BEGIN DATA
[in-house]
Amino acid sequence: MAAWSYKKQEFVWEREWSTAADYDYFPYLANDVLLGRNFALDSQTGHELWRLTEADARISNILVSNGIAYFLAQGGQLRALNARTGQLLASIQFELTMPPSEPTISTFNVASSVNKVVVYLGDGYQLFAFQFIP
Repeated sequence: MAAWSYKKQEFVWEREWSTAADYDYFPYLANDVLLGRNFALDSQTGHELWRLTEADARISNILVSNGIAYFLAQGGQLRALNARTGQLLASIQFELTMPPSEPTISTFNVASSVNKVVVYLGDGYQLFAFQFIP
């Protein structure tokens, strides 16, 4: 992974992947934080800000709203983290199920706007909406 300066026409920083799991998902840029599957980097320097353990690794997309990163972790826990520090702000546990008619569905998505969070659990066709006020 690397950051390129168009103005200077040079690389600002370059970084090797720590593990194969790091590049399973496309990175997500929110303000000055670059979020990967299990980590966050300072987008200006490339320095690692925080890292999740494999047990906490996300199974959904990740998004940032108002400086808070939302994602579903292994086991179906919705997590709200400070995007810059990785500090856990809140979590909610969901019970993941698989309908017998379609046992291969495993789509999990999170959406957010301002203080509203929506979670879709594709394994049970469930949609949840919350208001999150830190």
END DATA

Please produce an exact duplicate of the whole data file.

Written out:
[in-house]
Amino acid sequence: MAAWSYKKQEFVWEREWSTAADYDYFPYLANDVLLGRNFALDSQTGHELWRLTEADARISNILVSNGIAYFLAQGGQLRALNARTGQLLASIQFELTMPPSEPTISTFNVASSVNKVVVYLGDGYQLFAFQFIP
Repeated sequence: MAAWSYKKQEFVWEREWSTAADYDYFPYLANDVLLGRNFALDSQTGHELWRLTEADARISNILVSNGIAYFLAQGGQLRALNARTGQLLASIQFELTMPPSEPTISTFNVASSVNKVVVYLGDGYQLFAFQFIP
């Protein structure tokens, strides 16, 4: 992974992947934080800000709203983290199920706007909406 300066026409920083799991998902840029599957980097320097353990690794997309990163972790826990520090702000546990008619569905998505969070659990066709006020 690397950051390129168009103005200077040079690389600002370059970084090797720590593990194969790091590049399973496309990175997500929110303000000055670059979020990967299990980590966050300072987008200006490339320095690692925080890292999740494999047990906490996300199974959904990740998004940032108002400086808070939302994602579903292994086991179906919705997590709200400070995007810059990785500090856990809140979590909610969901019970993941698989309908017998379609046992291969495993789509999990999170959406957010301002203080509203929506979670879709594709394994049970469930949609949840919350208001999150830190």